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To taper or not to taper off opioids? Vox lays out strengths and weaknesses of new study


5 Star


A new study suggests it’s possible to get people off opioids and improve their pain

Our Review Summary

opioids oxycodone painkillers oxycontinThis story tackles a study that rounded up dozens of small studies to probe the effectiveness of painkiller “tapering:” a slow, gradual weaning of opioid painkillers for those who are addicted to the drugs. The story is much more than that, however, as it lays out some the core issues with the U.S. opioid epidemic, which gives the study crucial context and potential meaning.

Readers are expertly walked through the study’s weaknesses as well as an important related issue: The troubles of trying to treat people for chronic pain without using opioids, and how access to such care is problematic. One quibble, though: We think the story could have provided more numerical data on the studies themselves.


Why This Matters

Finding better strategies to help wean people off opioid drugs is critical, so any method (especially a cheap and effective one) could help turn the tide as researchers find and introduce effective alternatives to opioid prescription drugs.


Does the story adequately discuss the costs of the intervention?

Not Applicable

Tapering is presumably free in and of itself, since it’s a slow and gradual lessening of opioids (which a person might already be using to begin with), so we’ll mark this N/A. However, it would require medical oversight and perhaps other alternative pain treatments, both of which aren’t free.

Does the story adequately quantify the benefits of the treatment/test/product/procedure?

Not Satisfactory

We’re told that with tapering, based on the literature review, “patients on average saw improved pain, function, and quality of life.” But what do those terms mean, exactly, and how much of an improvement on those criteria — numbers-wise — are we talking about here? Readers aren’t told. Some numbers would have helped readers make more sense of what “improved” means.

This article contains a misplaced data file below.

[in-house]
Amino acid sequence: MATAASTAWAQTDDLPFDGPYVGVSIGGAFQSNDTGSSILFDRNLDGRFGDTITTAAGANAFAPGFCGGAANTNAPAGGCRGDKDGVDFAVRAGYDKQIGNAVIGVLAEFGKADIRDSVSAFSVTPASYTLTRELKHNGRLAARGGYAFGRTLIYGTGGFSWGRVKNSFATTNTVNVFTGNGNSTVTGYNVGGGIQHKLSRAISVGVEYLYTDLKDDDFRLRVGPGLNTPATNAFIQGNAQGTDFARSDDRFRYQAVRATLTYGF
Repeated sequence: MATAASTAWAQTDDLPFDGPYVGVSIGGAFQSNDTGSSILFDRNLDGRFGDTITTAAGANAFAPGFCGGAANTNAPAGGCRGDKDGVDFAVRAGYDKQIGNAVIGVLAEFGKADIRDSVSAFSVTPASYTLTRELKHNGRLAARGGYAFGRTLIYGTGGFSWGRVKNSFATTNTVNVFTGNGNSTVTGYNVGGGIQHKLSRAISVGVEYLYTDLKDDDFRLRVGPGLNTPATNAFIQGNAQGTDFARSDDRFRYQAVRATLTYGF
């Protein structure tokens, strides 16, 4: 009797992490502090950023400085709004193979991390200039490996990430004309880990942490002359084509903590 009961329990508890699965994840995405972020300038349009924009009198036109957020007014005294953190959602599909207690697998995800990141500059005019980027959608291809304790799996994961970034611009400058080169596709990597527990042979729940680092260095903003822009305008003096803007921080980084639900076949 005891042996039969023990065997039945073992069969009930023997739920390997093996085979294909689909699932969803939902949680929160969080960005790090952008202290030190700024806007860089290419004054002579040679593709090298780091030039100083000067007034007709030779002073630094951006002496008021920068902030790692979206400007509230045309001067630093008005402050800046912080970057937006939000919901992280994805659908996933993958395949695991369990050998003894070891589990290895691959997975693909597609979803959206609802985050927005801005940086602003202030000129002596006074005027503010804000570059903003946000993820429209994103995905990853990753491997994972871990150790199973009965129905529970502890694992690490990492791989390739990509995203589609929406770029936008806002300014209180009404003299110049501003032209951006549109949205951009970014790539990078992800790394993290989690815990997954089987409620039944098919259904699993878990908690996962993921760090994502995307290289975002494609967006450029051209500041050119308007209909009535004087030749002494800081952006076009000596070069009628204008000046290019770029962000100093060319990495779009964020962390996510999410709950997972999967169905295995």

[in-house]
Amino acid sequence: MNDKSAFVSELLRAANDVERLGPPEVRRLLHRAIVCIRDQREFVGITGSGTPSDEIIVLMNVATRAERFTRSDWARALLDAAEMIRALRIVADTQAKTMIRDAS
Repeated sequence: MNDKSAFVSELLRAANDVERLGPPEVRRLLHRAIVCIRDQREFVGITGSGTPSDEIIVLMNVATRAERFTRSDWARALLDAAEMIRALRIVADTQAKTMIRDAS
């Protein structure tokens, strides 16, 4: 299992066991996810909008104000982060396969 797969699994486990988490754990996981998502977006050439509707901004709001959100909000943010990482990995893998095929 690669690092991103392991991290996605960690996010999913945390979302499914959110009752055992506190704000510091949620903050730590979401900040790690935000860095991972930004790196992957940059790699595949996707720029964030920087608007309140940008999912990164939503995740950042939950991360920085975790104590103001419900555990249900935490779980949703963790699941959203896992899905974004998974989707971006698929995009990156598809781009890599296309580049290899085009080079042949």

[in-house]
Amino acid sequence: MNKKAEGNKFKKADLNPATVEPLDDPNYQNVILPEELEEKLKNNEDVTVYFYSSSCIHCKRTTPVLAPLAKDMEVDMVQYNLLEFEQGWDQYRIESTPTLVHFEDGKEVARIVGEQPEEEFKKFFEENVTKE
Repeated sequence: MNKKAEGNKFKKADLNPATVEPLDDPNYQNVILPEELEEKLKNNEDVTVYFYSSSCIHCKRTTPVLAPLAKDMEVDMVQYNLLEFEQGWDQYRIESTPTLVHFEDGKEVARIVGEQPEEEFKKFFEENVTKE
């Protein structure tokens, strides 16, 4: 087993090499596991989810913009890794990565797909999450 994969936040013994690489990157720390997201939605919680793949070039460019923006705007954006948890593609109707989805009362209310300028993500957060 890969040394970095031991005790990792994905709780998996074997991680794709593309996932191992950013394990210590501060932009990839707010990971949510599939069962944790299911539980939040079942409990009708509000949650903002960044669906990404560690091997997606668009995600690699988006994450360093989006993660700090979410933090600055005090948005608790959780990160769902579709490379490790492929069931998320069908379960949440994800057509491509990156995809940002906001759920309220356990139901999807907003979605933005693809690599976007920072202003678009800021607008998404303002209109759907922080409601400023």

Does the story adequately explain/quantify the harms of the intervention?


The harms are addressed right away: Come off opioids too quickly, and patients can suffer by having little recourse to deal with chronic pain. Some even resort to illicit drugs or commit suicide. One of the study’s authors is also quoted as recommending doctors and patients to exercise caution if tapering is being attempted, and another explains that not all patients respond the same way (and do poorly with tapering).

Does the story seem to grasp the quality of the evidence?


This article does a thorough job of laying out the study’s design, discussing what it found, and what its flaws might be. The author, in fact, dedicated several paragraphs to hedging the study’s conclusions by walking readers through its hang-ups, including its reliance on small studies with sometimes poor methodologies. The self-selecting nature of the subjects in those studies is also described— i.e. only those who volunteered to taper off opioids were studied, not people who didn’t want to go off opioids.

Does the story commit disease-mongering?


We didn’t see any gratuitous wording about the opioid epidemic or treating painkiller addiction in this story.

Does the story use independent sources and identify conflicts of interest?


A refreshing number of outside experts are quoted or cited in this story, and their remarks weren’t the typical “the study was intriguing” variety. Their quotes added some helpful context, such as how long it can take doctors to wean people off opioids (“months or even years”) and how everyone responds differently to tapering — and how some do poorly with it.

Does the story compare the new approach with existing alternatives?


This is one of the appreciable strengths of the story. It not only implies going cold-turkey as an option (and the pitfalls of that approach), but also digs into the topic of non-opioid pain-relief treatments to help patients deal with chronic pain as people they taper. We’re also told how such treatments can be too expensive/out of reach for some, even those with health insurance — either due to lacking coverage or nearby access to capable doctors and facilities.

Does the story establish the availability of the treatment/test/product/procedure?


The story delivers: It states that tapering is available, yet that it’s to be attempted with caution. Non-opioid pain-relief treatments, which are also noted by the story, are also said to be available, though out of reach for many.

Does the story establish the true novelty of the approach?


While the approach of tapering itself itself isn’t new, this article explains that the review is novel in that it increases confidence in the idea of tapering as an effective — though with many caveats, since the studies used in the review were mostly of “poor” or “fair” quality.

Does the story appear to rely solely or largely on a news release?


We didn’t detect any evidence of copy-and-paste press release quotes or passages in this story.

Total Score: 8 of 9 Satisfactory


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